Optimisation of fertility cryopreservation in females
: from in vitro fertilization to in vitro maturation to in vitro culturing

  • Muhammad Fatum

Student thesis: Doctoral Thesis


The dissertation presents my published studies investigating the optimisation of the different fertility cryopreservation modalities in females- from In vitro Fertilization to In Vitro Maturation to ovarian tissue cryopreservation and in Vitro culturing. We aim at presenting the advancement of fertility preservation options for paediatric, adolescent and reproductive aged female patients. The studies include 16 peer reviewed journal articles, two poster abstracts, three book chapters in addition to two additional articles in submission. These studies cover my academic career while working in the Hebrew University of Jerusalem and Oxford University during the last 20 years.
The dissertation includes my research on:

1. The basic reproductive physiology and infertility- this will include two book chapters in female reproductive endocrinology and pathophysiology and investigations of female infertility and a basic science study on poor ovarian responders, done in an attempt to find the pathophysiologic basis of this group of patients. We found that granulosa cells from elderly poor responders showed normal mitochondrial membrane potential and normal endocrinologic function as presented by JC-1 (5,5′,6,6′-tetrachloro-1,1′,3,3′tetraethylbenzimidazolylcarbocyanine iodide) mitochondrial stain and the StAR and side chain cleavage enzyme levels. We have shown that low follicular phase oestrogen levels induced by aromatase inhibitors do not play a deleterious effect on folliculogenesis and that oestrogen levels per se are not critical for folliculogenesis in the mice ovaries. In addition, embryos created and cultured showed normal development in culture as shown by satisfactory progression to advanced embryonal forms i.e. the morula and blastocyst stages. We then suggested the safety of aromatase inhibitors utilised for superovulation in cancer patients.
2. In Vitro Fertilization (IVF) followed by embryo or eggs freeze as a well-established modality. We present several studies done, including the confirmation of random start ovulation induction protocol, the safety of egg collections in patients having haemostatic disorders which is a common condition in cancer patients, embryonal biomarkers as predictors of implantation outcomes and clinical pregnancy rates and our contribution in the study of the different protocols utilised in frozen embryo replacement cycles, which are the mainstay of the fertility treatment after patients recover from their cancer treatment and return for embryo transfer.
3. The development of In Vitro Maturation (IVM) and its embodiment in the fertility preservation programme, as a standalone option and also as a complementary modality, together with IVF or ovarian tissue preservation options. I will present my work in this area including comparison of IVM and IVF results, using IVM and surrogacy in Ehler Danlos disease and utilisation of IVM in under responding or over responding PCOS patients. The adoption of IVM is of importance in any fertility preservation programme, as a standalone or a complementary modality.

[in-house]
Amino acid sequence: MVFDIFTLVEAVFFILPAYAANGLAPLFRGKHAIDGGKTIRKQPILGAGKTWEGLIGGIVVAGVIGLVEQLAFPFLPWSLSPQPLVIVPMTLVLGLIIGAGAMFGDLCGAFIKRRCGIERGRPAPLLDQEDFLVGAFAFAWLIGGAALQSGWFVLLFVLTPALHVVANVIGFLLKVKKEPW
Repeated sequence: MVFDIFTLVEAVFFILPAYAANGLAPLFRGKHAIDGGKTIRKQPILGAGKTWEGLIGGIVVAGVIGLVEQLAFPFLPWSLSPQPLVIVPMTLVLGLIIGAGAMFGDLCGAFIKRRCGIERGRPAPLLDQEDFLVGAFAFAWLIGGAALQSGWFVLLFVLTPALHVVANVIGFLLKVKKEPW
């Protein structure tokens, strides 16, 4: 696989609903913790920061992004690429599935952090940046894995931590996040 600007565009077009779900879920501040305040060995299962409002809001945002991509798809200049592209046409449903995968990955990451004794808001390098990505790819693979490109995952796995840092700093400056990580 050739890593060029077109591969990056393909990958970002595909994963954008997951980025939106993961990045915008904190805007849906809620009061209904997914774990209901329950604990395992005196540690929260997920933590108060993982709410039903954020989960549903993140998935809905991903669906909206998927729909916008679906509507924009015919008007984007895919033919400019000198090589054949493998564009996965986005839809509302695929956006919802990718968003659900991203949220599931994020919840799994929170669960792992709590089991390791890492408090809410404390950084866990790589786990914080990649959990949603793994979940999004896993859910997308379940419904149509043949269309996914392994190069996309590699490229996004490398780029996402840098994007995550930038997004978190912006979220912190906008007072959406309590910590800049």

4. Ovarian Tissue Cryopreservation as a modality in prepubertal girls or adult patients who need to proceed urgently to chemotherapy. This work culminated in setting up ovarian tissue banking in Oxford including developing protocols, policies and nationwide clinical service. I have worked on the establishment of one of the UK's first HTA/HFEA approved ovarian tissue cryopreservation programme which offers cancer patients from across the country in a hub and spoke model to have ovarian cryopreservation. A chapter in the book will be presented as well as a manuscript summarising our experience will be submitted for publication to report the first 100 patients referred to this important translational programme.
5. In vitro culture of ovarian tissue as a future fertility preservation option. We investigated the developmental staging of the different follicles in human cryopreserved ovarian tissue from patients undergoing fertility preservation. Our findings showed a variation in follicular developmental stages and their health in both cultured and non-cultured ovarian tissue. Our study reported a new classification system of follicles health in human cryopreserved ovarian tissue, based on the presence/absence of pyknosis in granulosa cells, pyknosis in oocytes and the presence or absence of shrunken cytoplasm.

These publications contributed to the adoption of well-established fertility preservation techniques as well as the innovative and experimental technique of ovarian tissue preservation that was adopted and offered to patients. My work helped to start basic science and biomedical studies to further the development of fertility preservation options in female cancer patients. Future horizons of my work would be in developing techniques of in vitro culturing of follicles, reaggregated ovaries and the biofabricated ovary.
Date of Award2021
Original languageEnglish
SupervisorGraham Mills (Supervisor)

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